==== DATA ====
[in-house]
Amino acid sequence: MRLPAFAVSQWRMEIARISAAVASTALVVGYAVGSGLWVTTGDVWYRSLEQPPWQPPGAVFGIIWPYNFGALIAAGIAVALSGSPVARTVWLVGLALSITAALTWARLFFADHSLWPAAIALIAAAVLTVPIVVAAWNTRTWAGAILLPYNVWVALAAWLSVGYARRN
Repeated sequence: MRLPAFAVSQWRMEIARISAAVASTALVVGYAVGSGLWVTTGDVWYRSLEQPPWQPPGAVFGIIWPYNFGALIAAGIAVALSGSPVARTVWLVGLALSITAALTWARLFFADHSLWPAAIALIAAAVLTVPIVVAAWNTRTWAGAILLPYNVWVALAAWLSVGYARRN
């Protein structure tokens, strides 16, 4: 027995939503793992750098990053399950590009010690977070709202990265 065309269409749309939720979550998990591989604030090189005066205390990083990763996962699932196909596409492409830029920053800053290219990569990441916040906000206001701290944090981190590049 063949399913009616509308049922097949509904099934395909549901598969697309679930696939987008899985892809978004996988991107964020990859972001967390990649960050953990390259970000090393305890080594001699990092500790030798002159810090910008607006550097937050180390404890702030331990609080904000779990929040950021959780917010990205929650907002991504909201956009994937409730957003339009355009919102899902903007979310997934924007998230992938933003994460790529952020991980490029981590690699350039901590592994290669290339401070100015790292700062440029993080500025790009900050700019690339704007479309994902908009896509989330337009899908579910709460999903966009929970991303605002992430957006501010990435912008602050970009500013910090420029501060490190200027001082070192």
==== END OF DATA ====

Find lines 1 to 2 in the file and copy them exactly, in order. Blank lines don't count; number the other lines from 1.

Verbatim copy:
[in-house]
Amino acid sequence: MRLPAFAVSQWRMEIARISAAVASTALVVGYAVGSGLWVTTGDVWYRSLEQPPWQPPGAVFGIIWPYNFGALIAAGIAVALSGSPVARTVWLVGLALSITAALTWARLFFADHSLWPAAIALIAAAVLTVPIVVAAWNTRTWAGAILLPYNVWVALAAWLSVGYARRN